M-SParc’s Green Eagle soars towards net-zero agri

Menai Science Park (M-SParc) secured SBRI Welsh Government funding for a Net Zero Farming project to create a low carbon solution for tacking weeds in agriculture, by working in collaboration with two of their tenant companies.

Along with Aerialworx and Fortytwoable, M-SParc have used this funding to respond to the call for decarbonising the agriculture sector, by bringing technological innovations to the field (quite literally!) to tackle the age-old issue of pesticide spraying. Their solution was The Green Eagle - a drone that identifies weeds and tackles them one by one; getting to the root of the problem.

The Green Eagle showcases how artificial intelligence, computer vision and drone technology can accelerate both the farming industry and growth in the Welsh economy. The project was developed to save costs, time, environmental impact, carbon emissions and improve farm safety. The work is normally undertaken by diesel tractors or manually by hand and covering acres of land, often with no need as weeds make up only a small portion of the field.

Dewi Jones, Farm Manager at Coleg Cambria Llysfasi where the drone was tested, is excited to be a part of this scheme:
“We were looking to identify ways of reducing greenhouses gases and implementing sustainable processes that will contribute to the development of the net zero farm project in the future.”

Stef Williams, CEO of Aerialworx, explained:
“Spreading pesticides on farmlands is a time-consuming process, and a lot of pesticide needs to be used to cover a whole field. Not only that, but it comes with an exposure risk to the farmer, and a spillage risk to the environment, wildlife, and livestock.

"There is a Code of Practice to ensure safety, but this increases the workload and the financial burden for the farmer. There must be a way we can reduce carbon while also making pesticide treatment more effective. We build and fly purpose-built drones every day, so we knew this was a project we were up to tackling.”

James Finney of Fortytwoable continued:
“The drones have cameras built in – that’s all I need to help me develop an AI, or machine learning, database of common weeds. Once the machine learns what is a weed and what isn’t, then the drone can be sent out to scan the field and target the weeds only.”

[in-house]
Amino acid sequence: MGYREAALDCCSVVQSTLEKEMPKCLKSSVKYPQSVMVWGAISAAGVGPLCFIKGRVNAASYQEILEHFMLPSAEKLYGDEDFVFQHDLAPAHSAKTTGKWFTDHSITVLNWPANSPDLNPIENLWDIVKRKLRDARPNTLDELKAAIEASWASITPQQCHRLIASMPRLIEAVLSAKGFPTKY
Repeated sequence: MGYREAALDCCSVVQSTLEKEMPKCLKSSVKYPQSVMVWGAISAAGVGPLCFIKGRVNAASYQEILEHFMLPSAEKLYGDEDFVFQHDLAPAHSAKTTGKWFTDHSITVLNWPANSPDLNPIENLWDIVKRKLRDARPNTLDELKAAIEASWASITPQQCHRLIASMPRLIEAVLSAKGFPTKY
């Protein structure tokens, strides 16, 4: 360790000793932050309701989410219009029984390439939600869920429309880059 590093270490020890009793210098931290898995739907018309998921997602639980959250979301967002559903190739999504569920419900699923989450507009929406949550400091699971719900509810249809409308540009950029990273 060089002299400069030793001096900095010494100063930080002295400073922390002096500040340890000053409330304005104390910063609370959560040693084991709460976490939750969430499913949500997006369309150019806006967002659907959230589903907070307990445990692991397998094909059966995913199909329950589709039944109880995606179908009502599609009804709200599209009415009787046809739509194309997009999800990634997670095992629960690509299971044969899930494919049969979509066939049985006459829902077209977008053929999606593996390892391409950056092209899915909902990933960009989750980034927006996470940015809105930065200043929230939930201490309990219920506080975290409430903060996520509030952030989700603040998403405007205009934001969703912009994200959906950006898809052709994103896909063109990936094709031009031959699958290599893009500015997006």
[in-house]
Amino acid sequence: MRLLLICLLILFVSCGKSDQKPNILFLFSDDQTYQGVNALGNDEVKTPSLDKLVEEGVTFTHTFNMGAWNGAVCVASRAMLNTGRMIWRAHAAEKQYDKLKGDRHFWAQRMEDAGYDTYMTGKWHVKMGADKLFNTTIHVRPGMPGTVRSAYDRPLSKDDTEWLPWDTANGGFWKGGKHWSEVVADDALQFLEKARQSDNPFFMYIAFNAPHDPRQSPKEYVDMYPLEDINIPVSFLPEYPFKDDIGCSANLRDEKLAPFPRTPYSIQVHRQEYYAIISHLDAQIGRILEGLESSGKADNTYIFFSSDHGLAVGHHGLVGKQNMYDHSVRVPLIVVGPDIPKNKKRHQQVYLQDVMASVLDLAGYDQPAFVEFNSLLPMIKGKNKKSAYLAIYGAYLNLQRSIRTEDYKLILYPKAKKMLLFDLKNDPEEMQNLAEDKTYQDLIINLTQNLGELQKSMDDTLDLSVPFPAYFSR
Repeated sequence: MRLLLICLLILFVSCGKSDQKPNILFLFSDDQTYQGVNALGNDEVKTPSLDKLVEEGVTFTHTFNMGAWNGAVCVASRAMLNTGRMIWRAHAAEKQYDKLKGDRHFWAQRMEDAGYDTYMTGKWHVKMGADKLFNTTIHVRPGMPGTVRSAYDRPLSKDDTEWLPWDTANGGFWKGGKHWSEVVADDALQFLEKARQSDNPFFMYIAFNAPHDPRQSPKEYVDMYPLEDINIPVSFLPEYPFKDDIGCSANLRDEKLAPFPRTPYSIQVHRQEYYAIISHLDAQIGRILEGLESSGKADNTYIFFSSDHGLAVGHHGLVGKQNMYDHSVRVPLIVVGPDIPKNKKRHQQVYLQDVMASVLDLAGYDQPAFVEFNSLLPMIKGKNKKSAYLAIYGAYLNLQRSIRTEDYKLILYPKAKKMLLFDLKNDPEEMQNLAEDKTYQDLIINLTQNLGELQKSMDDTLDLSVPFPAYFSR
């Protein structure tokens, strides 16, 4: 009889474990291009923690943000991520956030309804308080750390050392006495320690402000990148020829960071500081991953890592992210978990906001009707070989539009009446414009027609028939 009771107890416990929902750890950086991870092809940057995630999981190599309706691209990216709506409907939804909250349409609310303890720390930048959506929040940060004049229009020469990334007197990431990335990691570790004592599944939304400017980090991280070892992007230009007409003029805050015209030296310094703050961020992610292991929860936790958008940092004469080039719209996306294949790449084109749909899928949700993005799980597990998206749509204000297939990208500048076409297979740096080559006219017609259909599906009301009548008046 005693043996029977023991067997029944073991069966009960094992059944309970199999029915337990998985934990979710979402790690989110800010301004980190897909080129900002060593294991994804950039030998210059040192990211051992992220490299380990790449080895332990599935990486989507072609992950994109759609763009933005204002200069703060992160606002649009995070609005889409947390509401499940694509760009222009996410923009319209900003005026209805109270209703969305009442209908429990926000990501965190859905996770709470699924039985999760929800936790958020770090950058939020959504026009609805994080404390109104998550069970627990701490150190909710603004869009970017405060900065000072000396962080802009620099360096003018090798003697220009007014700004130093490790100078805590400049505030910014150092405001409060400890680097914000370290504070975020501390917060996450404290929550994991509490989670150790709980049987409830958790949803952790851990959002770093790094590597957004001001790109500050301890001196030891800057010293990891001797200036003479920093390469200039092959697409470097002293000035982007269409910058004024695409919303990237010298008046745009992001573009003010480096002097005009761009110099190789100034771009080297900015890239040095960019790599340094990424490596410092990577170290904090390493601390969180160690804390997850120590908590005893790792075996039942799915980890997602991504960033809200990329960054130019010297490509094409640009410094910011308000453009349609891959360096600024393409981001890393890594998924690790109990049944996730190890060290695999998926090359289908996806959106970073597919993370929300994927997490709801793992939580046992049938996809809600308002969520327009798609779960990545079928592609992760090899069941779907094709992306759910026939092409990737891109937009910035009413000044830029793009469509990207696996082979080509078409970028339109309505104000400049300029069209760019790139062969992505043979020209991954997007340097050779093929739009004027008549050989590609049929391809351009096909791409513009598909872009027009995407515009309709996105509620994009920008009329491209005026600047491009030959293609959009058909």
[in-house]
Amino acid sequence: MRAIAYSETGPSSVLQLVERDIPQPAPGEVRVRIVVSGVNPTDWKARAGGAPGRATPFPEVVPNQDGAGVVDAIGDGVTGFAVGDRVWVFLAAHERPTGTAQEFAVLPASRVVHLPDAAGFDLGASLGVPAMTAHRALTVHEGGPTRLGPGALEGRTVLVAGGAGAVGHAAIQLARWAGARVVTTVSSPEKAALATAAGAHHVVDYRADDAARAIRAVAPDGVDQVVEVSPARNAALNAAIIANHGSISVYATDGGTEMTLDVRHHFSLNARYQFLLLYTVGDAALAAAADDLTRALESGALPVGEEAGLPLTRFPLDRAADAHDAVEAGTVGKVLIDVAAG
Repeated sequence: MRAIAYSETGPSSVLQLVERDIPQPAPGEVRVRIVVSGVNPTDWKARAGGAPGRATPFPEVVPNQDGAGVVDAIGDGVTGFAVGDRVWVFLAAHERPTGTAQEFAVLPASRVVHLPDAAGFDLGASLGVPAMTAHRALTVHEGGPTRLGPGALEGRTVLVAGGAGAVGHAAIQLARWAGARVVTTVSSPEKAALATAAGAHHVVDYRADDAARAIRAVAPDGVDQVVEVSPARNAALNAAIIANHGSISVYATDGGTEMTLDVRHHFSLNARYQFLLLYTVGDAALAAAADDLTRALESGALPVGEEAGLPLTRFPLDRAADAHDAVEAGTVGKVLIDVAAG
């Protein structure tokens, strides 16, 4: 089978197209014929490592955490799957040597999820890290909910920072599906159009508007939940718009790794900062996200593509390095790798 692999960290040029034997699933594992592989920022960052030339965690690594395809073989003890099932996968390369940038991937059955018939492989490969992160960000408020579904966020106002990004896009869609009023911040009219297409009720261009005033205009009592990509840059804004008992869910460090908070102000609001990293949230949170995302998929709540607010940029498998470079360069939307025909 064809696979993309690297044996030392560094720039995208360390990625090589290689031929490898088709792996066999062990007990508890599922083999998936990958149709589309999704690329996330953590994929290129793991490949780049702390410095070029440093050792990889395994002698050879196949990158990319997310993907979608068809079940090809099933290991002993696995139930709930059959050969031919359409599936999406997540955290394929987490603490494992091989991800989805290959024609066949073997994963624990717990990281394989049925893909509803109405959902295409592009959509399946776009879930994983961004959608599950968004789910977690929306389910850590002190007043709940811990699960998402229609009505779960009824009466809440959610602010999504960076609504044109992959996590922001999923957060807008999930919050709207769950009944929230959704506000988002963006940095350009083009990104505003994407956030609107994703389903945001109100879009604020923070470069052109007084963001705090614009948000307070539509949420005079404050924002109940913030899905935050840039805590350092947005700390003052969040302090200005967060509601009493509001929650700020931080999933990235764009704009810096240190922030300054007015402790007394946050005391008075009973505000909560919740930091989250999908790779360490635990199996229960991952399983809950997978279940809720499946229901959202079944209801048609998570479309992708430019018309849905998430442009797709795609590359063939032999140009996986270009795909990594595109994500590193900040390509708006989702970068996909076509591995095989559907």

Pryderi ap Rhisiart, Managing Director of M-SParc said:
“The future of agriculture is loaded with challenges and opportunities for innovation and technology. This explored the challenges and opportunities, delivering a prototype and a glimpse of the future.

“This is a perfect example of what M-SParc does best; innovation and collaboration, for the benefit of the region. If we can commercialise the drones, then we can revolutionise how farmers spend their time and money, in Wales and beyond.

“This is a very exciting project, developed by Welsh companies here in north Wales. There is opportunity to continue this project, creating well-paid, specialist careers in developing this technology further. It’s just another way we are proving that rural areas can be, and indeed are, at the centre of innovation.”

The Net Zero Farm is one of the Growth Deal projects within the NWEAB's Agri-food and Tourism Programme.

Portfolio Director Alwen Williams is leading the team involved with the Programme, and said:
“Having grown up on a farm, I know first-hand how integral agriculture, as well as the businesses and industries founded on it, are to the North Wales economy. There is also a growing urgency to respond to climate change and the reduction of emissions.

“The Green Eagle project tested new concepts and technologies that put North Wales, its residents and communities at the heart of driving this change.

“Llysfasi’s Net Zero Farm is one of our North Wales Growth Deal projects, which when delivered will support 400 businesses in the region to decarbonise and diversify. This is an exciting first step on the journey to Net Zero farming.”

The Green Eagle was a concept project however it has proven that the technology does work. The team is now looking to take it to market for the benefit of national agriculture. The AI could be adapted to recognise native weeds in other continents, leading to the Green Eagle spreading its wings across the globe.

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